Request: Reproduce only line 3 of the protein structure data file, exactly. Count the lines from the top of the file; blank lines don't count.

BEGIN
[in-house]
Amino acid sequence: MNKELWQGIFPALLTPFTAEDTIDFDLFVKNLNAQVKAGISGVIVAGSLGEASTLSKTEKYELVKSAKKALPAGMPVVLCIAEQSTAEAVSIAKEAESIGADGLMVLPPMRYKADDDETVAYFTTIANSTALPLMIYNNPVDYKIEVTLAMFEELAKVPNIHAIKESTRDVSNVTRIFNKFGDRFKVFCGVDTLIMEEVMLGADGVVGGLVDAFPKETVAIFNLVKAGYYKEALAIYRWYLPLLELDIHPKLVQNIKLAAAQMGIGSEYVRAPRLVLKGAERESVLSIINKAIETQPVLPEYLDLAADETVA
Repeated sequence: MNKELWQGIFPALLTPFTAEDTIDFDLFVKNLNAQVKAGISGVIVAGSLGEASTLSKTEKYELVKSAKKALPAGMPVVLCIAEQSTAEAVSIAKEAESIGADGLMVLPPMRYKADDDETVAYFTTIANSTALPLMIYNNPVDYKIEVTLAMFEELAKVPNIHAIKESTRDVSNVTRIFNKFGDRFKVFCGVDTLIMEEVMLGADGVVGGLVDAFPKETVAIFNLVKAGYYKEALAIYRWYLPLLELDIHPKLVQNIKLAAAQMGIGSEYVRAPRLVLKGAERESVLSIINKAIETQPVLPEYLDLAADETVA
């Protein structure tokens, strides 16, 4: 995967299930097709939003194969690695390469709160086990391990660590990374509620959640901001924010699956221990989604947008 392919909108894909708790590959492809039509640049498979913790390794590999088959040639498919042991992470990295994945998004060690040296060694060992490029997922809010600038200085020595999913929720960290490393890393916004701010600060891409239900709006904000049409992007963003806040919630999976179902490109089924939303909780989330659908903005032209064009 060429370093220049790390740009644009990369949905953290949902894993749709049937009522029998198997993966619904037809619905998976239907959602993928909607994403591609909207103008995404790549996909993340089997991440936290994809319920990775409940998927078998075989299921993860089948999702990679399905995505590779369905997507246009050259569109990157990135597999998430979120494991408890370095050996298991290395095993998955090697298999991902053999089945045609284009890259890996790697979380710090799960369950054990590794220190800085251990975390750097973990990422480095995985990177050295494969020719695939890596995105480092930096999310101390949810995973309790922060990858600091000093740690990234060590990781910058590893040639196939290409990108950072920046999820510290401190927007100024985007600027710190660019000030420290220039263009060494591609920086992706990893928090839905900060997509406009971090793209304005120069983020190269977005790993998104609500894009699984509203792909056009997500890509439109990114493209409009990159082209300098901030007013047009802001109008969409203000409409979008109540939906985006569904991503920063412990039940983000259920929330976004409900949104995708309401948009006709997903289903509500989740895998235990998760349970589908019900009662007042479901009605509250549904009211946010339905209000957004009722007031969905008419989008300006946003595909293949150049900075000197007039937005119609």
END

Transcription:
Repeated sequence: MNKELWQGIFPALLTPFTAEDTIDFDLFVKNLNAQVKAGISGVIVAGSLGEASTLSKTEKYELVKSAKKALPAGMPVVLCIAEQSTAEAVSIAKEAESIGADGLMVLPPMRYKADDDETVAYFTTIANSTALPLMIYNNPVDYKIEVTLAMFEELAKVPNIHAIKESTRDVSNVTRIFNKFGDRFKVFCGVDTLIMEEVMLGADGVVGGLVDAFPKETVAIFNLVKAGYYKEALAIYRWYLPLLELDIHPKLVQNIKLAAAQMGIGSEYVRAPRLVLKGAERESVLSIINKAIETQPVLPEYLDLAADETVA